Researchers in the United States have looked at the impact of Vitamin D levels on memory and thinking difficulties. The new research was published on 14 September 2015 in the Journal JAMA Neurology.
The US team from Rutgers University followed 382 people from different ethnic backgrounds (Caucasian, African American and Hispanic), with an average age of 76. Approximately half of people taking part were healthy, but others had mild cognitive impairment or dementia. The researchers investigated blood levels of vitamin D – a vitamin our bodies produce when exposed to sunlight – in the study volunteers, and on average, all study volunteers had vitamin D deficiency, though some to greater extents than others. They also found that vitamin D levels were slightly lower in people with dementia compared to those with mild cognitive impairment and healthy people. When looking into possible reasons for differences in vitamin D levels, the team found that they were not due to nutrition or ethnicity. When vitamin D levels and memory and thinking skills were tested one year on, those with lower vitamin D levels had declined at a faster rate than those with adequate levels of the vitamin.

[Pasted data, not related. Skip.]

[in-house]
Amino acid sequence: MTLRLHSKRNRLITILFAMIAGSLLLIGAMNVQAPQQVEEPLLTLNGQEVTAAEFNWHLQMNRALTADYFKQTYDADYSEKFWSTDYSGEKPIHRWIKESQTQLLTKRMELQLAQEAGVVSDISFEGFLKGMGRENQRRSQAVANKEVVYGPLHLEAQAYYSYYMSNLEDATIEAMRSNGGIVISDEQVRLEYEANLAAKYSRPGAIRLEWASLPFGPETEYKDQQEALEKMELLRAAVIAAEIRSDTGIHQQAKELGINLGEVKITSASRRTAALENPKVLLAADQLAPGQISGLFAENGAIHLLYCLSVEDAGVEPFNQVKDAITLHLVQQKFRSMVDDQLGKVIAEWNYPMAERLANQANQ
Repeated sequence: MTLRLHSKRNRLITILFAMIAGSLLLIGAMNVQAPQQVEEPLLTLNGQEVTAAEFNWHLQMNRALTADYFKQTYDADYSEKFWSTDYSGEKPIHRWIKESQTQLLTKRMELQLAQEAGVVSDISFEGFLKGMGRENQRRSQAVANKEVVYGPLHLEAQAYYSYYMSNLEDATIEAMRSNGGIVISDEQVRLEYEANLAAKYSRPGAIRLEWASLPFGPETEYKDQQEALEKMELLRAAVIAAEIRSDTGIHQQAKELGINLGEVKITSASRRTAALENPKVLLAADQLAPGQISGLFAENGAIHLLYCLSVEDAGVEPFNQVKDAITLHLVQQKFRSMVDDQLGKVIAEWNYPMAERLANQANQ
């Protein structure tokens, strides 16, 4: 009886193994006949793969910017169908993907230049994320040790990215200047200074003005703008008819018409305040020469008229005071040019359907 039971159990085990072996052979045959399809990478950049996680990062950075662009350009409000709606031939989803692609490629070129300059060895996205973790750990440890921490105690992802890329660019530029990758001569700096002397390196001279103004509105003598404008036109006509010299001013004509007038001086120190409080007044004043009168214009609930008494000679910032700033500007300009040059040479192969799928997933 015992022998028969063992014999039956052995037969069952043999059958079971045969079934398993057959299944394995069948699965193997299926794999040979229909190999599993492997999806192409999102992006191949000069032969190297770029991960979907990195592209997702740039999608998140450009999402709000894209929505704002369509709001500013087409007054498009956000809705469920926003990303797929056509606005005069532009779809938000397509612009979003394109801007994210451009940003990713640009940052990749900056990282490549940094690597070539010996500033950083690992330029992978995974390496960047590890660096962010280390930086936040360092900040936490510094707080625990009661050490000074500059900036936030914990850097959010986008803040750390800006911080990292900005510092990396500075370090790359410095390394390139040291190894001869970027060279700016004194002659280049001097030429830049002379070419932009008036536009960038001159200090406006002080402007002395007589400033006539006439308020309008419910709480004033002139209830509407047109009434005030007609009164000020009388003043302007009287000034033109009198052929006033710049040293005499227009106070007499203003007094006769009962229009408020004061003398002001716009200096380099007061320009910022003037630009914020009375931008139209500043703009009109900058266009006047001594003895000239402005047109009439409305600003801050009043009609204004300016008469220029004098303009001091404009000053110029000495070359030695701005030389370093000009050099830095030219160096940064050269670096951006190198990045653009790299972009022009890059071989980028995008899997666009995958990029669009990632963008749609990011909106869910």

Dr Simon Ridley, Head of Research at Alzheimer’s Research UK, said:
“Vitamin D plays an important role in keeping our bodies healthy and there are a number of studies that suggest a link between vitamin D deficiency and memory and thinking difficulties. While this new research suggests an association between low vitamin D levels and faster rates of memory loss, we don’t yet know whether taking supplements could stave off dementia or slow down decline in those who are already living with the condition. We need to see more research into this approach to understand the role vitamin D plays in dementia risk. A balanced diet is important for brain health and, alongside physical activity and keeping weight and blood pressure in check, can help reduce dementia risk.”